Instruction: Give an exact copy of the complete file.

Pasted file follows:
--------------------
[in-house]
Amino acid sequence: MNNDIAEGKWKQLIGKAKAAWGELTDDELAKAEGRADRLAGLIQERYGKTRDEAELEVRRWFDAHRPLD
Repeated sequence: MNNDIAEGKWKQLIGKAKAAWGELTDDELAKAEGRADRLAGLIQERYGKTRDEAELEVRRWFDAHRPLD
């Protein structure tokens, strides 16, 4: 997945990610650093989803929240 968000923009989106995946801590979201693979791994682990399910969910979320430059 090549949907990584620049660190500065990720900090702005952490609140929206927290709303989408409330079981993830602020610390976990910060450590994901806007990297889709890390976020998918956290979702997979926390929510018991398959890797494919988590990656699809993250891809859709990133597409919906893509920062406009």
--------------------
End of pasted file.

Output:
[in-house]
Amino acid sequence: MNNDIAEGKWKQLIGKAKAAWGELTDDELAKAEGRADRLAGLIQERYGKTRDEAELEVRRWFDAHRPLD
Repeated sequence: MNNDIAEGKWKQLIGKAKAAWGELTDDELAKAEGRADRLAGLIQERYGKTRDEAELEVRRWFDAHRPLD
């Protein structure tokens, strides 16, 4: 997945990610650093989803929240 968000923009989106995946801590979201693979791994682990399910969910979320430059 090549949907990584620049660190500065990720900090702005952490609140929206927290709303989408409330079981993830602020610390976990910060450590994901806007990297889709890390976020998918956290979702997979926390929510018991398959890797494919988590990656699809993250891809859709990133597409919906893509920062406009």